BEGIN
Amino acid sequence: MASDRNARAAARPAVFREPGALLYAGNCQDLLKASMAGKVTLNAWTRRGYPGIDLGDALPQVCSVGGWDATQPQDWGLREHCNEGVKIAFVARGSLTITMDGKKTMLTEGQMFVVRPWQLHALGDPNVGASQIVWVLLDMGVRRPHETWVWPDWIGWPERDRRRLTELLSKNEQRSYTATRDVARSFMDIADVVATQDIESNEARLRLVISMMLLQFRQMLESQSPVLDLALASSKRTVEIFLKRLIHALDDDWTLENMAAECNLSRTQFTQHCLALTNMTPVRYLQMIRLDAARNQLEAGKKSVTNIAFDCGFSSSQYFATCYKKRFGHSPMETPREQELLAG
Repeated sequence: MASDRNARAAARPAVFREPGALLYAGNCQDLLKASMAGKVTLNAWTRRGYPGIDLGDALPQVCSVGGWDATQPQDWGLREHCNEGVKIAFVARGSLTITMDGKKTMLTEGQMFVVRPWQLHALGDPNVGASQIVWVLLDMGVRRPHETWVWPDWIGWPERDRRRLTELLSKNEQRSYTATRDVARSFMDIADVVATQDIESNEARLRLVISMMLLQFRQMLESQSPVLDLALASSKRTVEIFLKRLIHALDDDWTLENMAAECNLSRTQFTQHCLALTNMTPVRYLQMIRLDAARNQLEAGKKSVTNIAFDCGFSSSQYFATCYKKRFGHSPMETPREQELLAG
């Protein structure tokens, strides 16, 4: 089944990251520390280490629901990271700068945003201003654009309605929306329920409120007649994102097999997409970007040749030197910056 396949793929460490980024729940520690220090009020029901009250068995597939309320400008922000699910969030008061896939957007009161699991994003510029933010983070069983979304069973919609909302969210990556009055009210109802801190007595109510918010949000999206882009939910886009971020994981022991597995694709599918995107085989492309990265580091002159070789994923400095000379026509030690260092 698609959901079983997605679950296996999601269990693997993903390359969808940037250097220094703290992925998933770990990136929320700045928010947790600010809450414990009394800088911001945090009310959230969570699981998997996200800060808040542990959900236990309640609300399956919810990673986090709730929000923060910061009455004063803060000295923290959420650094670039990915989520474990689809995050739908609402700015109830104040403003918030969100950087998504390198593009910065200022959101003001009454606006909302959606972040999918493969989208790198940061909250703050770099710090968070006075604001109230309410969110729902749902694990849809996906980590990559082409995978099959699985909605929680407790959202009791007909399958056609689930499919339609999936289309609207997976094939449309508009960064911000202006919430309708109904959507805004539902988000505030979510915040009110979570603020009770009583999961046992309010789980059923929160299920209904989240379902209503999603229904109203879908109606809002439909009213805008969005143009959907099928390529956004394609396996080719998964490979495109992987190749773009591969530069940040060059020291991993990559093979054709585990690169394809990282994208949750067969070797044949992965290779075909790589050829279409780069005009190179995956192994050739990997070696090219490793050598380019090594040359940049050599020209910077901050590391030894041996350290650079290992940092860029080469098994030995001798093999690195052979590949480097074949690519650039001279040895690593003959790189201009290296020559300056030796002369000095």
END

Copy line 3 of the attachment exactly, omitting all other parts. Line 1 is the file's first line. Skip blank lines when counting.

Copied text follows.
């Protein structure tokens, strides 16, 4: 089944990251520390280490629901990271700068945003201003654009309605929306329920409120007649994102097999997409970007040749030197910056 396949793929460490980024729940520690220090009020029901009250068995597939309320400008922000699910969030008061896939957007009161699991994003510029933010983070069983979304069973919609909302969210990556009055009210109802801190007595109510918010949000999206882009939910886009971020994981022991597995694709599918995107085989492309990265580091002159070789994923400095000379026509030690260092 698609959901079983997605679950296996999601269990693997993903390359969808940037250097220094703290992925998933770990990136929320700045928010947790600010809450414990009394800088911001945090009310959230969570699981998997996200800060808040542990959900236990309640609300399956919810990673986090709730929000923060910061009455004063803060000295923290959420650094670039990915989520474990689809995050739908609402700015109830104040403003918030969100950087998504390198593009910065200022959101003001009454606006909302959606972040999918493969989208790198940061909250703050770099710090968070006075604001109230309410969110729902749902694990849809996906980590990559082409995978099959699985909605929680407790959202009791007909399958056609689930499919339609999936289309609207997976094939449309508009960064911000202006919430309708109904959507805004539902988000505030979510915040009110979570603020009770009583999961046992309010789980059923929160299920209904989240379902209503999603229904109203879908109606809002439909009213805008969005143009959907099928390529956004394609396996080719998964490979495109992987190749773009591969530069940040060059020291991993990559093979054709585990690169394809990282994208949750067969070797044949992965290779075909790589050829279409780069005009190179995956192994050739990997070696090219490793050598380019090594040359940049050599020209910077901050590391030894041996350290650079290992940092860029080469098994030995001798093999690195052979590949480097074949690519650039001279040895690593003959790189201009290296020559300056030796002369000095």